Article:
As a Korean-American straddling two consumerist cultures, Yejin Lee’s work offers an alternative to the excessive stimulations in our daily life by advertisements, social media, and news in a mass-consumer culture. These visual and verbal stimulations and the desire for possessions desensitize us.
To counteract this numbness, she collected data for four weeks staying in one place using photography and video. The artist collects data in a methodological way which becomes a repetitive, meditative practice. In doing so, she removes distraction to bring the viewer’s attention to the subtle changes in the most mundane images of days and nights. She projects everyday images of light and dark, day and night, and the rising and setting of the sun as a metaphor of life and death, as a lament of the brevity of life, and to present the beauty of ephemeral rhythm.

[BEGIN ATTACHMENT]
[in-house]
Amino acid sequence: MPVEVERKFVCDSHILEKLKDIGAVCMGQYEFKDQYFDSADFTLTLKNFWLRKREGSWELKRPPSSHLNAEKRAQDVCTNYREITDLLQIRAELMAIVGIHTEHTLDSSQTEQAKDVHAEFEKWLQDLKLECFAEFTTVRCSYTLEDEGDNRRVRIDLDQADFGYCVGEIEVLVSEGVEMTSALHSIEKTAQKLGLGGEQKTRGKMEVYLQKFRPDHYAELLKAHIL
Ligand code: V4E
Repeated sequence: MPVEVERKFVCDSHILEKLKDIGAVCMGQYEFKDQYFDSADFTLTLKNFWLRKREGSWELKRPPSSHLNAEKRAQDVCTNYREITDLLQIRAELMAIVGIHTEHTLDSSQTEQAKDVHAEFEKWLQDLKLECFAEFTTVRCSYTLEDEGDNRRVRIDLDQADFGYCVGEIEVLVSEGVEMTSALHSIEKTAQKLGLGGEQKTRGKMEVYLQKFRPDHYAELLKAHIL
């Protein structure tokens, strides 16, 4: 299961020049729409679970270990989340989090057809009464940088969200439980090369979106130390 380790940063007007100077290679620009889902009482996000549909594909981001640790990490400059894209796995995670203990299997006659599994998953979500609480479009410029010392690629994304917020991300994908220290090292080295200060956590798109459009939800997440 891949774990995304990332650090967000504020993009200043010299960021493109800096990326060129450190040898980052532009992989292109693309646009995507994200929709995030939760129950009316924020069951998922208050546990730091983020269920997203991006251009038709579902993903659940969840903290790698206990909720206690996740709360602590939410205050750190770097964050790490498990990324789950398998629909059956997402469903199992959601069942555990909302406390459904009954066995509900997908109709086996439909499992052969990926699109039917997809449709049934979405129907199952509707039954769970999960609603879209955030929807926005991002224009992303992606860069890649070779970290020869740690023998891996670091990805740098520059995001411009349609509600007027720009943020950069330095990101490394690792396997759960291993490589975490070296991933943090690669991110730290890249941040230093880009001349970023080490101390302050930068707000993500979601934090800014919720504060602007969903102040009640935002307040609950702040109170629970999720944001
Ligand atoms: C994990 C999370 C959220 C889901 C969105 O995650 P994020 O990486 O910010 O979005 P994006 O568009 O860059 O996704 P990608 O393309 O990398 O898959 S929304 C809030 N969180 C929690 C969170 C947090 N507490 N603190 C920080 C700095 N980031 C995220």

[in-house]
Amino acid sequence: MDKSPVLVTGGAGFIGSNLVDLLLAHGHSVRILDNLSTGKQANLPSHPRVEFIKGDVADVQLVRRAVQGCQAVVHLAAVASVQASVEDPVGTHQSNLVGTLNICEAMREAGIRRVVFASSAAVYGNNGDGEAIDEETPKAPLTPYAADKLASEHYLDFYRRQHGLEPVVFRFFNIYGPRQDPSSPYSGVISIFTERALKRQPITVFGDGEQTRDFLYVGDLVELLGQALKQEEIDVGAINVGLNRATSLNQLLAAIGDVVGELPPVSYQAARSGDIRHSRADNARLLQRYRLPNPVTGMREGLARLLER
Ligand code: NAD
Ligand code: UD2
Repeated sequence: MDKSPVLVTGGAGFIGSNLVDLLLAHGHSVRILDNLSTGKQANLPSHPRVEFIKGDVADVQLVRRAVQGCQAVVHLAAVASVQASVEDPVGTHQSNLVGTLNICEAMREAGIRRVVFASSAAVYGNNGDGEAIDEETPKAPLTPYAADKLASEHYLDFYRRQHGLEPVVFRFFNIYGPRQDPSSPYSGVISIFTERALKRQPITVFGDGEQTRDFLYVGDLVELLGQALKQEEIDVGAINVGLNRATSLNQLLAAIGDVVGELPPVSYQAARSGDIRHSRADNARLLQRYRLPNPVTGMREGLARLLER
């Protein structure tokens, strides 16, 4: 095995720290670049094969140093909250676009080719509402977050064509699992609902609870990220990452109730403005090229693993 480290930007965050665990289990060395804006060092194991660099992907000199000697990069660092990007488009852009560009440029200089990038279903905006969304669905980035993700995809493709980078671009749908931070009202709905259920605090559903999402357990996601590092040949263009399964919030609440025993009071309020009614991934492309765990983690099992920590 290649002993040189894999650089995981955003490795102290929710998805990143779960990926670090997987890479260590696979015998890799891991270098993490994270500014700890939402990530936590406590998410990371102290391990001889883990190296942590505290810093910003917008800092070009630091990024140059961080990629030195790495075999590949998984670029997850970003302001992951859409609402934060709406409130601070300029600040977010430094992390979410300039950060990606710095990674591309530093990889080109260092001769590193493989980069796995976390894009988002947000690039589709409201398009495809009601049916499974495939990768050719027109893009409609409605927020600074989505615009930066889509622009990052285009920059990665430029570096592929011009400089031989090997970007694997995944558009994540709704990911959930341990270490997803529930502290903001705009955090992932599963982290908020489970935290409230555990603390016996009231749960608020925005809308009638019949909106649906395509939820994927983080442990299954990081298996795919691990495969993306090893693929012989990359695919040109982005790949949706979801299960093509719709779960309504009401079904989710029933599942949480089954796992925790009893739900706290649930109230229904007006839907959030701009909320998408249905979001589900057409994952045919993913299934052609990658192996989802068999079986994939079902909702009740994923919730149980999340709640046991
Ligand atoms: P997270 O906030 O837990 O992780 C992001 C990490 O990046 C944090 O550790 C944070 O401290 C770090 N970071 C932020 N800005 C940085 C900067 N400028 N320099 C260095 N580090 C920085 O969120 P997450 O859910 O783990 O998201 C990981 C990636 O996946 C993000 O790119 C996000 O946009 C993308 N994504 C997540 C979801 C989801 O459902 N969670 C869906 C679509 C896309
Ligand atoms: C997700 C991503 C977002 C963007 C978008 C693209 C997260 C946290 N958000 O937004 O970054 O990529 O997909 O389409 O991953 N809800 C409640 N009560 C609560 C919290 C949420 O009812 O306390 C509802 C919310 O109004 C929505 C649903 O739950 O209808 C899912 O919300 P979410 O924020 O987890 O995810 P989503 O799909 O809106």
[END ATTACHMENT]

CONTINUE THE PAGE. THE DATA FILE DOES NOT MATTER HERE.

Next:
Yejin S. Lee is an artist working in drawing, performance, photography, and video. Her work is informed by her own Buddhist meditation practice, and is related to the twentieth-century Korean monochrome movement “Dansaekhwa” which imbues Western minimalist ideas with Buddhist philosophy. She received a BFA from School of the Art Institute of Chicago, and is an MFA candidate at the Carnegie Mellon School of Art.
Friday, March 2nd, 7–10pm
Sat + Sun, March 3rd + 4th, 7–9pm
Friday, March 9th, 7-10pm